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Sarracenia ....what next?

Middlesex, United Kingdom Gb

I bought this sarracenia this year at Chelsea Flower Show. The display of carnivorous plants was stunning , especially the giant ones, and I got tempted. I have never had one before. Since then it has been in its original pot sitting in a tray of rainwater and it has flourished. It now looks as if it needs planting in the garden or moving to a bigger pot. I believe they like wet conditions and my garden is the opposite ; the soil dries very quickly. So I am thinking about a bigger pot. As it is or split it ? Any tips or advice would be welcome because it has done so well I don't want to make the wrong move and lose it.

On plant Sarracenia




Hi...I can't help you with this but I know we have a member called Sarraceniac, these plants are among his passions! Sure he could help you. Suggest you leave him a message.

21 Oct, 2008


Hi Inverglen. Thanks for the PM. I had missed your question.

If that is a photo of your sarracenia then the short answer is 'yes, it needs splitting'. I've never known a sarra to get 'pot-bound' in the traditional sense but they do stop growing and developing and would eventually rot off. The first thing to remember is that their nutrition is obtained purely from the insects that they digest NOT from the soil. In fact a soil rich in nutrients would kill it. NEVER use a fertilizer. I use a mixture of 1:1:1 peat, pearlite (or vermiculite) and sharp sand. I also grow sphagnum moss on the top and some mixed in with the growing medium that helps to retain moisture and add a little acidity.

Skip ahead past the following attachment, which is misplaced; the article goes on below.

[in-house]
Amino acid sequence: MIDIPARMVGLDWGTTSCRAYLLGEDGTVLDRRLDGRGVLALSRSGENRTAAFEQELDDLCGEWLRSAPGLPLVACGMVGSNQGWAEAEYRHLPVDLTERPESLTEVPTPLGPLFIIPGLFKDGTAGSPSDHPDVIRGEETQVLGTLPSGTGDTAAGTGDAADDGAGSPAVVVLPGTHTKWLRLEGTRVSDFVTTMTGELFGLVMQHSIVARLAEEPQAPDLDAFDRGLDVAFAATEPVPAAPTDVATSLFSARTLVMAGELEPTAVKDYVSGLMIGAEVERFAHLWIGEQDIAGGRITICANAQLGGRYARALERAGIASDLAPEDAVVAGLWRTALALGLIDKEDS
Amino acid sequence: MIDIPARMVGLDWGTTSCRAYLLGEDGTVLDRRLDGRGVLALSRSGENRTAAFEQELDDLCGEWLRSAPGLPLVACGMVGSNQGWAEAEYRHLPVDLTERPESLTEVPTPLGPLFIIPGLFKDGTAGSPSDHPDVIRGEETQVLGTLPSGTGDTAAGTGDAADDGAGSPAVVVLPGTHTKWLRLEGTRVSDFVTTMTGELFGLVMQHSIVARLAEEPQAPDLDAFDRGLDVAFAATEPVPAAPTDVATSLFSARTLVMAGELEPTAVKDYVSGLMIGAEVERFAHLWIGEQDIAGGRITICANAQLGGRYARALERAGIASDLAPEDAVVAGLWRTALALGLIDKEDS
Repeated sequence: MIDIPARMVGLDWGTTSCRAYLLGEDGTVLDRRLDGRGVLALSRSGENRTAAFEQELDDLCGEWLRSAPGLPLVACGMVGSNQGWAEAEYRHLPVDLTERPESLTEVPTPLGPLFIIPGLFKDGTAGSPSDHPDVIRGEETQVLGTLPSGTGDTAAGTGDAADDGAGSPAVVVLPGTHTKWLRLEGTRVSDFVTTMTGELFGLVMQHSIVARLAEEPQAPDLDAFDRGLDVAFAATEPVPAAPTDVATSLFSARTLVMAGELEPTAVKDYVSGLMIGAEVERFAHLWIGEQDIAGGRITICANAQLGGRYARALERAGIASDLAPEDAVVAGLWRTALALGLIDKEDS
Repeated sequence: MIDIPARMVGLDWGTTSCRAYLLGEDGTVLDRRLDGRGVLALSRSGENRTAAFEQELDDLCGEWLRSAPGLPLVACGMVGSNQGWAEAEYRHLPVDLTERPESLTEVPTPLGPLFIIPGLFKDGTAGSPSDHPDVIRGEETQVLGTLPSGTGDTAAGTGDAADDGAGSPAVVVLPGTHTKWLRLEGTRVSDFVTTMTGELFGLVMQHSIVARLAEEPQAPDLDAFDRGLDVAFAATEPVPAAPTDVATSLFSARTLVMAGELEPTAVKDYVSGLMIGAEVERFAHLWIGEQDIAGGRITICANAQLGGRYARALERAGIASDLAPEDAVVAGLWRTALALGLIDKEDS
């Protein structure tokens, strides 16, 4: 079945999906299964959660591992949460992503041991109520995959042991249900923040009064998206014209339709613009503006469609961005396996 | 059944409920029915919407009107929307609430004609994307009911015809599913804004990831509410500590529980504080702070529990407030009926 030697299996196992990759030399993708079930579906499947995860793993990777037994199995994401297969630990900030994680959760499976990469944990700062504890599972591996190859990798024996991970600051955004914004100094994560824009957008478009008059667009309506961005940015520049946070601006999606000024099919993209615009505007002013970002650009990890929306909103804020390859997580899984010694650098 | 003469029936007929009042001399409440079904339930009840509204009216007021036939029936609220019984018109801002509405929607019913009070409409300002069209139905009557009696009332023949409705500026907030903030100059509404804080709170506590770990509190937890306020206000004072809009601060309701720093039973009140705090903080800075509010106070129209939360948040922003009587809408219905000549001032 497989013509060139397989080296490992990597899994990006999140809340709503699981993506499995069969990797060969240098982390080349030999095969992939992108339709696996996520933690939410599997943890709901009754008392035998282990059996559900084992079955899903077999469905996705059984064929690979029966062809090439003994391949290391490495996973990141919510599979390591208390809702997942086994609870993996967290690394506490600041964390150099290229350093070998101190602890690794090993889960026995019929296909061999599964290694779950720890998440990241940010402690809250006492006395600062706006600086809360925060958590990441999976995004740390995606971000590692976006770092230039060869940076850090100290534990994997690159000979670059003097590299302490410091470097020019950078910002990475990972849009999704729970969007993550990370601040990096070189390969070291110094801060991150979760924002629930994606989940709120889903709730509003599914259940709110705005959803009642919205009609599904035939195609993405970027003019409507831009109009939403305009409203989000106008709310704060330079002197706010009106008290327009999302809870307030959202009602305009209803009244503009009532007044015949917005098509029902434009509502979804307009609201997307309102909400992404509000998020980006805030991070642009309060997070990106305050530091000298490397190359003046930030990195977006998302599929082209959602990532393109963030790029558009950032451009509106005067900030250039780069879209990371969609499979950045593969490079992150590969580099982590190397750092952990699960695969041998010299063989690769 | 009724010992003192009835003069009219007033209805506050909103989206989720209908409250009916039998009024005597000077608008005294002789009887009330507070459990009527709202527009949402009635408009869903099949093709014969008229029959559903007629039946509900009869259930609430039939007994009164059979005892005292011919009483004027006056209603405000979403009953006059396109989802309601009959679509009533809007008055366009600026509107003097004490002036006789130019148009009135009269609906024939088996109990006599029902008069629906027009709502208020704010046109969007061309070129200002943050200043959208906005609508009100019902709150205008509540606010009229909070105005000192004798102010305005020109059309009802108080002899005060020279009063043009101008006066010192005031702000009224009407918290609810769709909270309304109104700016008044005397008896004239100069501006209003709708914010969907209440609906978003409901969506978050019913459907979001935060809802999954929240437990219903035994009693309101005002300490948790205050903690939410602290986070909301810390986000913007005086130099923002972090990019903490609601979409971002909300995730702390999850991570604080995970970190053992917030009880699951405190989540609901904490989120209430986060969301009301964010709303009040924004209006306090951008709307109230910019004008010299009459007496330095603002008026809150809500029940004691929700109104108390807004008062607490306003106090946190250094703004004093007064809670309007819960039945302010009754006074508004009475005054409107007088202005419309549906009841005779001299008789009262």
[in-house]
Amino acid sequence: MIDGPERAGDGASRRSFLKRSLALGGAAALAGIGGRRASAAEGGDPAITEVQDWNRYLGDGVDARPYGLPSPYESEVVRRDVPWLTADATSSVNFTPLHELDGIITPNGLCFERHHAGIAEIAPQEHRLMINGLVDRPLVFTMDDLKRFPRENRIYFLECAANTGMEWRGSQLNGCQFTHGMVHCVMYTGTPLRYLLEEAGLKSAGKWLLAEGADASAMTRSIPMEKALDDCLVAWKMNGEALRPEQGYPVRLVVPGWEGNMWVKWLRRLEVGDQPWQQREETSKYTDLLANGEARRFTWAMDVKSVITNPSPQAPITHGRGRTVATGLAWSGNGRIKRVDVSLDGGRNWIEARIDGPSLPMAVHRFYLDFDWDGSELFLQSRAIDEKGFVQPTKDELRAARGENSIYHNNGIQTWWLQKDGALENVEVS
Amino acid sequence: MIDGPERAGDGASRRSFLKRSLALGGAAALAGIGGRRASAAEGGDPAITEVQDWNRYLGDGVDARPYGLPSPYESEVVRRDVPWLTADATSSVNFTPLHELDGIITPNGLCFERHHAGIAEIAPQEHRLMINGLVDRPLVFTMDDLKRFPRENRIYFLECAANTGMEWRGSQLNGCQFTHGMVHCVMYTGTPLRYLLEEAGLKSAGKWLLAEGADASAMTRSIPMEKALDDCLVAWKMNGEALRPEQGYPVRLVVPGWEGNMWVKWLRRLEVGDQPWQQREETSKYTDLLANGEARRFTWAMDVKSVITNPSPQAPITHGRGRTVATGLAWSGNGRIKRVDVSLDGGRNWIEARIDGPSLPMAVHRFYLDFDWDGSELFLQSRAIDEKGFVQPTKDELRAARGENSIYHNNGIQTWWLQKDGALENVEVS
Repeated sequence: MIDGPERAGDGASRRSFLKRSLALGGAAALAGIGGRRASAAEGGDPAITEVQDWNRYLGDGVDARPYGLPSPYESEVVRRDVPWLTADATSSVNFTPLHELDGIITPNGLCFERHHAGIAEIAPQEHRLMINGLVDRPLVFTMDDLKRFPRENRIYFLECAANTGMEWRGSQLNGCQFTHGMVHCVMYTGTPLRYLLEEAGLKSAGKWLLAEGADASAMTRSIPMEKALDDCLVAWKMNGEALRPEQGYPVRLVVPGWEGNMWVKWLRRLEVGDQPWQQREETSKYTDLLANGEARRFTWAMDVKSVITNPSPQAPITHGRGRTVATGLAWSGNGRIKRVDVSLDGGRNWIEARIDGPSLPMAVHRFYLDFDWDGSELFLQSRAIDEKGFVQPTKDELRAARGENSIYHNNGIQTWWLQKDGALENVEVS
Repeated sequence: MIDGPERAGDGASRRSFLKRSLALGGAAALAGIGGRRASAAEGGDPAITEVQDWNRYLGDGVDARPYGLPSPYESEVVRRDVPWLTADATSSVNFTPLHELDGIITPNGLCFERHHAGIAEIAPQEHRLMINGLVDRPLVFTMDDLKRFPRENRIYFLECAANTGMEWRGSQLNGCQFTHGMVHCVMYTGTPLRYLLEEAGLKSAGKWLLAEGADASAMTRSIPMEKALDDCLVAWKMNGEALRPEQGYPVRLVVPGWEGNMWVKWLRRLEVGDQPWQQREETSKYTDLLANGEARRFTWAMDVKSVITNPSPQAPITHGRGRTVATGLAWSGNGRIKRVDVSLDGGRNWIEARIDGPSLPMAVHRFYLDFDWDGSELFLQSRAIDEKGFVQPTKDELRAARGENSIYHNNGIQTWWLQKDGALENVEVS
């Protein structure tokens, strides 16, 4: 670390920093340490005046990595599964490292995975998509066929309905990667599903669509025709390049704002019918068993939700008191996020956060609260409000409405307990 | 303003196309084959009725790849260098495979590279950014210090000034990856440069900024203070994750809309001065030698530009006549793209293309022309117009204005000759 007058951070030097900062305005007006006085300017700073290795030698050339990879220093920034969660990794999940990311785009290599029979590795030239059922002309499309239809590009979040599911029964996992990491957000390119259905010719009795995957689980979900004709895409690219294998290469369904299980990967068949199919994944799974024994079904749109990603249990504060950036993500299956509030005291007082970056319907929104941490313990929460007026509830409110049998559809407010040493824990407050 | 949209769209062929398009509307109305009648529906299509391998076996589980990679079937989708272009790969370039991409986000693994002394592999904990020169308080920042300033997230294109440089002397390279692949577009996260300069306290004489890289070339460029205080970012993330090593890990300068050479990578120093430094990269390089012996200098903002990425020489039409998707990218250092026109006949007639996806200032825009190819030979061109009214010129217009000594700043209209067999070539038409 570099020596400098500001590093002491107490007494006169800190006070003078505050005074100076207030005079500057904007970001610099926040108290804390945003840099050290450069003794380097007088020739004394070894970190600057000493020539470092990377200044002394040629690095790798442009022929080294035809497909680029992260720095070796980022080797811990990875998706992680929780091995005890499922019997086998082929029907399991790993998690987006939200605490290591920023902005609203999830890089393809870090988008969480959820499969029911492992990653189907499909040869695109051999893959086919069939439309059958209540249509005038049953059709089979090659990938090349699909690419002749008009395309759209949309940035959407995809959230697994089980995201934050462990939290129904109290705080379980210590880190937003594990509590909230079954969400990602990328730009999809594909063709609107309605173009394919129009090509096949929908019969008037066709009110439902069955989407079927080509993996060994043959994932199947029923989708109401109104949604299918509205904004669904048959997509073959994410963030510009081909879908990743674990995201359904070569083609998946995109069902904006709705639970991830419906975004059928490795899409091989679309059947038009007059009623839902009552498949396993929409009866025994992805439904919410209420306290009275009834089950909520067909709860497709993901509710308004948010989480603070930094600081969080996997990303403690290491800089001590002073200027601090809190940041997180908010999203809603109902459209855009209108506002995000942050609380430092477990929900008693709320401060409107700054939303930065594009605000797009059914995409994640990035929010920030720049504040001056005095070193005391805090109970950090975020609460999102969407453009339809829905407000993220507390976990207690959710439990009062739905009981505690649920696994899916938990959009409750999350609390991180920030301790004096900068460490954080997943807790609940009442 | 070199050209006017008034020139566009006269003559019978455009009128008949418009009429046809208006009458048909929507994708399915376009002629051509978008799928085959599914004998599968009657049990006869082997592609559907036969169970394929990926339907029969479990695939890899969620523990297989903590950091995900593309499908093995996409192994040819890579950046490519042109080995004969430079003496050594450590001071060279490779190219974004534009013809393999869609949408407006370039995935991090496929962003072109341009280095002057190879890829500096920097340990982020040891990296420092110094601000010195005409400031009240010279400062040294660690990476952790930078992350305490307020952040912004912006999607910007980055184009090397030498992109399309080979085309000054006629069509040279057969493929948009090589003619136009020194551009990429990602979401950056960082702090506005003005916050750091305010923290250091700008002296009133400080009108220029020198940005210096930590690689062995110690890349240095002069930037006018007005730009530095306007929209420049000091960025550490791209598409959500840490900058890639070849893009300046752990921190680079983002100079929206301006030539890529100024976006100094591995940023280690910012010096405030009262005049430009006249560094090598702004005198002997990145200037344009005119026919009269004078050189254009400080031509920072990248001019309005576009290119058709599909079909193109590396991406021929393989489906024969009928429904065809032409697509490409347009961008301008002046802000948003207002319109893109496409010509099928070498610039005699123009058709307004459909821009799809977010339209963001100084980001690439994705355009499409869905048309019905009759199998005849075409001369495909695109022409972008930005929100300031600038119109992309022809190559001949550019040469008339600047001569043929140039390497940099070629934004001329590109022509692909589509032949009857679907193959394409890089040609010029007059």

In summer, the secret is moisture - no, more than moisture - WETNESS. During the growing season they like to be sopping and will be happy being in an inch of water all summer. The least pure water you can use is (as you have already noticed) rain water, but not if your clouds come over an industrial conurbation. The water MUST be pure and many people more expert than me say that even rain water is not pure enough and insist on distilled water or water subjected to reverse osmosis. I've never had any problems with FRESH rain water but our rain round here is pretty clean and slightly acidic.

In winter they must be allowed a period of dormancy so don't put them in heated conditions. They should be kept moist (but not sopping) in a cold greenhouse or cold frame. You might even get away with leaving them outside, where you are, with some severe frost protection. The only trouble is that if you use fleece that can get wet and freeze which doesn't do a lot of good if it is in contact with the plant so a frame would be essential.

There are several good web sites or by all means PM me if you want further info. There are a couple of photos on my 'My photos' a couple of show specimens and one of babies just potted on, plus one of my sarracenia nursery, a dead wheelbarrow lined with polythene and filled with growing medium.



22 Oct, 2008

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